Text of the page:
Plaintiff alleges that patients covered by government plans like Medicare or Medicaid are not adequate substitutes for commercially insured patients, because government plans pay providers significantly less than commercial health insurers. Through its exclusionary contracts with BCBSI, SIH retains substantial profits that would otherwise be available to plaintiff. Plaintiff asserts that this additional earned profit, if available to plaintiff, would provide the basis for increased competition, increased services, greater innovation and greater choices for patients.

Additionally, plaintiff alleges that SIH's exclusionary contracts violate antitrust laws, have reduced competition, and caused substantial anticompetitive effects, such as: delaying and preventing the expansion and entry of SIH's competitors, likely leading to higher healthcare costs and higher insurance premiums; limited price competition for price-sensitive patients, likely leading to higher healthcare costs for those patients; reduced quality competition between SIH and its competitors; reduced the likelihood that patients will be treated at MHC; and reduced the healthcare options for patients in need of outpatient surgery, all without a valid business justification.

D. Motions to Dismiss

Both defendants have filed motions to dismiss. BCBSI asserts that (1) plaintiff's claims under § 3 of the Clayton Act, namely Counts II (Exclusive Dealing), VII (Tying), and X (Price Discrimination), should be dismissed because sections 2 and 3 of the Clayton Act apply to goods, not services; (2) plaintiff's claims under Count II (Exclusive Dealing) should also be dismissed because (a) the "market" identified by plaintiff is deficient as a matter of law, and (b) plaintiff cannot adequately plead substantial foreclosure; (3) plaintiff's Count VII claims under the Sherman Act should also be dismissed because plaintiff has not and cannot allege that BCBSI has market power in the tying product (inpatient hospital services) or the tied product (outpatient surgical services); (4) plaintiff's state law antitrust claims, Counts IV and VIII, should be dismissed on the same bases as their federal counterparts; and (5) plaintiff's tortious interference claim, Count XI, should be dismissed because the physicians and patients at issue were alleged to be under contract with BCBSI, and BCBSI cannot interfere with its own relationships as a matter of law, or, alternatively, Count XI should be dismissed for lack of independent jurisdiction, should the Court determine that there are no viable federal claims. BCBSI seeks dismissal of all claims against it, with prejudice.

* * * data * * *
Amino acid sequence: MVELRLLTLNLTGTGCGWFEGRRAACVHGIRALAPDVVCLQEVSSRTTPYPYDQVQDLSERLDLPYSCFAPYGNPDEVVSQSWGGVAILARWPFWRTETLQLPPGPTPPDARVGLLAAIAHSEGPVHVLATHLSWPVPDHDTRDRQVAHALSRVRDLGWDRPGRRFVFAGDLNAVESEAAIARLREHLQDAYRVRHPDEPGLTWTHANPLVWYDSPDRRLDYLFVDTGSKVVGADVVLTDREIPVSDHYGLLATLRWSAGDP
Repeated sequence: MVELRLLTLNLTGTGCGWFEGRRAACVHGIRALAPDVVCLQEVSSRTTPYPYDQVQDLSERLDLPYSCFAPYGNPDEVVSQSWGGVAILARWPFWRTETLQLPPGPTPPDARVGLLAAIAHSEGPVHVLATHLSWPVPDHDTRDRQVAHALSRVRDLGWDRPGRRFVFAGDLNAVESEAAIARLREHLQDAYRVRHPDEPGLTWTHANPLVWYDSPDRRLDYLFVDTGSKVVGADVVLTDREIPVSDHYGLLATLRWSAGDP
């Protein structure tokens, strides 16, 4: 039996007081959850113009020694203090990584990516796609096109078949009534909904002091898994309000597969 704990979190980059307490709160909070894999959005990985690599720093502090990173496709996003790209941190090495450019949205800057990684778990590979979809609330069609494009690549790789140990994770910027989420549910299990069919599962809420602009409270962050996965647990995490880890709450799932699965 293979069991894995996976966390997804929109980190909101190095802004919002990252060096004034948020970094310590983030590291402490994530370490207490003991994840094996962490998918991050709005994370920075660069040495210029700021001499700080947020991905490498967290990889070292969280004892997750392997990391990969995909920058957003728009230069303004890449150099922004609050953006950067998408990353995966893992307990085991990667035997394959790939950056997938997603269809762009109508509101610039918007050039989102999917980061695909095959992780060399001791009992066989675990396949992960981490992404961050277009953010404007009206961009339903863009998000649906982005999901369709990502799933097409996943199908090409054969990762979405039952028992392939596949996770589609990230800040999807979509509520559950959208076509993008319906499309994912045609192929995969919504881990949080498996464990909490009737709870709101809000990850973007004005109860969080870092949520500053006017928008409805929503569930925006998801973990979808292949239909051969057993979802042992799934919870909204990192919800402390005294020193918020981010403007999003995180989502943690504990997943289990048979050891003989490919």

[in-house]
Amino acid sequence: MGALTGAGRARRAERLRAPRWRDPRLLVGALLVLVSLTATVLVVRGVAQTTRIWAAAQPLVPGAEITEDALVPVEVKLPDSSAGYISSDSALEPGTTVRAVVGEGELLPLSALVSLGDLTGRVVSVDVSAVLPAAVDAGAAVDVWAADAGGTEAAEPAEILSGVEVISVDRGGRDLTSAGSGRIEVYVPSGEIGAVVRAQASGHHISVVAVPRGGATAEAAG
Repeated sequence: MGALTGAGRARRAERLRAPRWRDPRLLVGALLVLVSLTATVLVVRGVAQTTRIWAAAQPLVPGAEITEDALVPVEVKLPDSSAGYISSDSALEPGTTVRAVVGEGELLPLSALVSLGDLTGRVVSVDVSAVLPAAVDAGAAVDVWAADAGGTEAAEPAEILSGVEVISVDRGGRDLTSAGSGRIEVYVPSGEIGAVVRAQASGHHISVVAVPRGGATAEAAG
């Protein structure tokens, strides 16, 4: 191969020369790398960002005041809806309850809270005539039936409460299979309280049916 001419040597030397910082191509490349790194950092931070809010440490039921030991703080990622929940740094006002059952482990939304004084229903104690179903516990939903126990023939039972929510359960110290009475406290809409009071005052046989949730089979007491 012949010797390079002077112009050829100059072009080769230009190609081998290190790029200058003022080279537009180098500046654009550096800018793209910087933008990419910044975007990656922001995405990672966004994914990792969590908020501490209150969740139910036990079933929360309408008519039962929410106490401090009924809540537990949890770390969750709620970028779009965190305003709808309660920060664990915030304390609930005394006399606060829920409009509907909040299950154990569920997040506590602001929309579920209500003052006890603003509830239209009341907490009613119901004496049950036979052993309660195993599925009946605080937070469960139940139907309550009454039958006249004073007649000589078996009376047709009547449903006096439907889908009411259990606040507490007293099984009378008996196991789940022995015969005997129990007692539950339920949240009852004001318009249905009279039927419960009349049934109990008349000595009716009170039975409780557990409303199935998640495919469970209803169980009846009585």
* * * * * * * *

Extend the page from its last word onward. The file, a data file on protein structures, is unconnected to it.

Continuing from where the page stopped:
SIH, in its motion to dismiss, asserts that: (1) plaintiff fails to allege facts supporting the proposition that SIH coerced BCBSI to contract with SIH for outpatient surgery services as a condition of a contract for inpatient hospital services, which is required to state a claim for unlawful tying under Section 1 of the Sherman Act and the Illinois Antitrust Act (Counts V, VI); (2) plaintiff fails to allege that the exclusive contract foreclosed plaintiff from the alleged market for the sale of outpatient surgery services to commercial insurers as it must to state a claim for exclusive dealing under Section 1 of the Sherman Act and the Illinois Antitrust Act (Counts I, III); (3) plaintiff fails to allege that SIH acquired or maintained its allegedly dominant position in the alleged relevant markets through anticompetitive conduct, which is necessary to state a claim for monopolization under Section 2 of the Sherman Act (Count IX); plaintiff's exclusive dealing and tying claims under Section 3 of the Clayton Act must be dismissed with prejudice because Section 3 of the Clayton Act only applies to goods and commodities, and not to services, which are at issue in this case (Counts I, III, V, and VI).


A motion pursuant to Fed.R.Civ.P. 12(b)(6) allows for dismissal for "failure to state a claim upon which relief can be granted." To state a claim, a pleading need only contain "a short and plain statement of the claim showing that the pleader is entitled to relief." Fed.R.Civ.P. 8(a)(2). Furthermore, the Court must review a complaint in the light most favorable to the plaintiff, accept as true all well-pleaded facts alleged, and draw all possible inferences in the plaintiff's favor. Tamayo v. Blagojevich , 526 F.3d 1074, 1081 (7th Cir. 2008). Detailed factual allegations are not required, but the pleading must contain "sufficient factual matter, accepted as true, to state a claim to relief that is plausible on its face.'" Ashcroft v. Iqbal , 556 U.S. 662, 678 (2009) (quoting Bell Atl. Corp. v. Twombly , 550 U.S. 544, 570 (2007)). A plaintiff "can plead himself out of court by pleading facts that show that he ...